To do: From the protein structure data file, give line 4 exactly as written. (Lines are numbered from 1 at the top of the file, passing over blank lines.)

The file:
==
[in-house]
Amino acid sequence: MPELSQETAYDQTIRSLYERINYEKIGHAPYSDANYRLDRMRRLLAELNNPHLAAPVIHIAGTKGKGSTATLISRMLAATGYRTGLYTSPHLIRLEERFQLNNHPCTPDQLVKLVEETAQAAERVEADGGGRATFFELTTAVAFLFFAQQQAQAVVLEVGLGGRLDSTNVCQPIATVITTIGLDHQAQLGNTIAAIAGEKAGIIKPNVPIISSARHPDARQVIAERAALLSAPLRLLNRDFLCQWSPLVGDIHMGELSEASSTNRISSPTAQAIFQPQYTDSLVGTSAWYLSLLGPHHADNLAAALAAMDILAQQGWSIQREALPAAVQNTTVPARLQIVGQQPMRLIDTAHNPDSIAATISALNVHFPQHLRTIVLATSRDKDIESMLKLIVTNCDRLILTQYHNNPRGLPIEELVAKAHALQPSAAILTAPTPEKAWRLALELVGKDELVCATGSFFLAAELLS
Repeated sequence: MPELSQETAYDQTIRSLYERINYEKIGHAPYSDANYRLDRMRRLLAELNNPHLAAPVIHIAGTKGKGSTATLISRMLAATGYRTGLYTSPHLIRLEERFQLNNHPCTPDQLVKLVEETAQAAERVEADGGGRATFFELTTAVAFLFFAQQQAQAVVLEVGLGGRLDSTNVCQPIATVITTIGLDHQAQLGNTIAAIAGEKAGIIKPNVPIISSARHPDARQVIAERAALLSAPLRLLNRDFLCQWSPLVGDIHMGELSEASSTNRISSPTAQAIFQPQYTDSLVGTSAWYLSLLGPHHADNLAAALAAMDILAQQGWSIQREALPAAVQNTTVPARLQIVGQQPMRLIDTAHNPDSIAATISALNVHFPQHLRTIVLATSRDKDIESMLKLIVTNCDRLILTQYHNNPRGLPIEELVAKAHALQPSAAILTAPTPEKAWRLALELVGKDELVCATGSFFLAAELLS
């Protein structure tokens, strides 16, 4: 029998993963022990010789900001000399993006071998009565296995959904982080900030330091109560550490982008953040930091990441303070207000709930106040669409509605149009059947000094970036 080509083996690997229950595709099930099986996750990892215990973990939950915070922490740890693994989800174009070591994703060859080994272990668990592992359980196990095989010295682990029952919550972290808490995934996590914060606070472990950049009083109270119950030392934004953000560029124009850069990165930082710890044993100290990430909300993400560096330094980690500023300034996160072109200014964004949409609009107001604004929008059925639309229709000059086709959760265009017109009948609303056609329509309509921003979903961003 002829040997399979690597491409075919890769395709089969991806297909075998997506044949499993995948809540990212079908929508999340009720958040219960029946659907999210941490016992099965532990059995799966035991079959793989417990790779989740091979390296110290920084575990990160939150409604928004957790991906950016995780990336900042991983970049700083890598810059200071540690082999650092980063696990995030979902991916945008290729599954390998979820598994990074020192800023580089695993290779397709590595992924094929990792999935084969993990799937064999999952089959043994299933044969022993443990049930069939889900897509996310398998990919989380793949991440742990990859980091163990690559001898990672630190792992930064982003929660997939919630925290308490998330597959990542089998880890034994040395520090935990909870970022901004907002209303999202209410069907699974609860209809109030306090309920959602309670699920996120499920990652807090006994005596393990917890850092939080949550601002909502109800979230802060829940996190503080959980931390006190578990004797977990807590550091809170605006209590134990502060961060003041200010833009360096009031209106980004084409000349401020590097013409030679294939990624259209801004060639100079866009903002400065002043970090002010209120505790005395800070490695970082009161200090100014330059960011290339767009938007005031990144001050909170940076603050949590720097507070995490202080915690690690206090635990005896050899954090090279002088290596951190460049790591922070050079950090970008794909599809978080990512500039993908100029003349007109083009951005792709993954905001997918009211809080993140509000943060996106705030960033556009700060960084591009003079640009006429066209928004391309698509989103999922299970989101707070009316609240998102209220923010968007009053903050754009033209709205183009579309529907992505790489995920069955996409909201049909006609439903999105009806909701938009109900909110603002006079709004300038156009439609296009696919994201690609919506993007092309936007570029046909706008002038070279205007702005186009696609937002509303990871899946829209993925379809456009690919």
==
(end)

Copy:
């Protein structure tokens, strides 16, 4: 029998993963022990010789900001000399993006071998009565296995959904982080900030330091109560550490982008953040930091990441303070207000709930106040669409509605149009059947000094970036 080509083996690997229950595709099930099986996750990892215990973990939950915070922490740890693994989800174009070591994703060859080994272990668990592992359980196990095989010295682990029952919550972290808490995934996590914060606070472990950049009083109270119950030392934004953000560029124009850069990165930082710890044993100290990430909300993400560096330094980690500023300034996160072109200014964004949409609009107001604004929008059925639309229709000059086709959760265009017109009948609303056609329509309509921003979903961003 002829040997399979690597491409075919890769395709089969991806297909075998997506044949499993995948809540990212079908929508999340009720958040219960029946659907999210941490016992099965532990059995799966035991079959793989417990790779989740091979390296110290920084575990990160939150409604928004957790991906950016995780990336900042991983970049700083890598810059200071540690082999650092980063696990995030979902991916945008290729599954390998979820598994990074020192800023580089695993290779397709590595992924094929990792999935084969993990799937064999999952089959043994299933044969022993443990049930069939889900897509996310398998990919989380793949991440742990990859980091163990690559001898990672630190792992930064982003929660997939919630925290308490998330597959990542089998880890034994040395520090935990909870970022901004907002209303999202209410069907699974609860209809109030306090309920959602309670699920996120499920990652807090006994005596393990917890850092939080949550601002909502109800979230802060829940996190503080959980931390006190578990004797977990807590550091809170605006209590134990502060961060003041200010833009360096009031209106980004084409000349401020590097013409030679294939990624259209801004060639100079866009903002400065002043970090002010209120505790005395800070490695970082009161200090100014330059960011290339767009938007005031990144001050909170940076603050949590720097507070995490202080915690690690206090635990005896050899954090090279002088290596951190460049790591922070050079950090970008794909599809978080990512500039993908100029003349007109083009951005792709993954905001997918009211809080993140509000943060996106705030960033556009700060960084591009003079640009006429066209928004391309698509989103999922299970989101707070009316609240998102209220923010968007009053903050754009033209709205183009579309529907992505790489995920069955996409909201049909006609439903999105009806909701938009109900909110603002006079709004300038156009439609296009696919994201690609919506993007092309936007570029046909706008002038070279205007702005186009696609937002509303990871899946829209993925379809456009690919």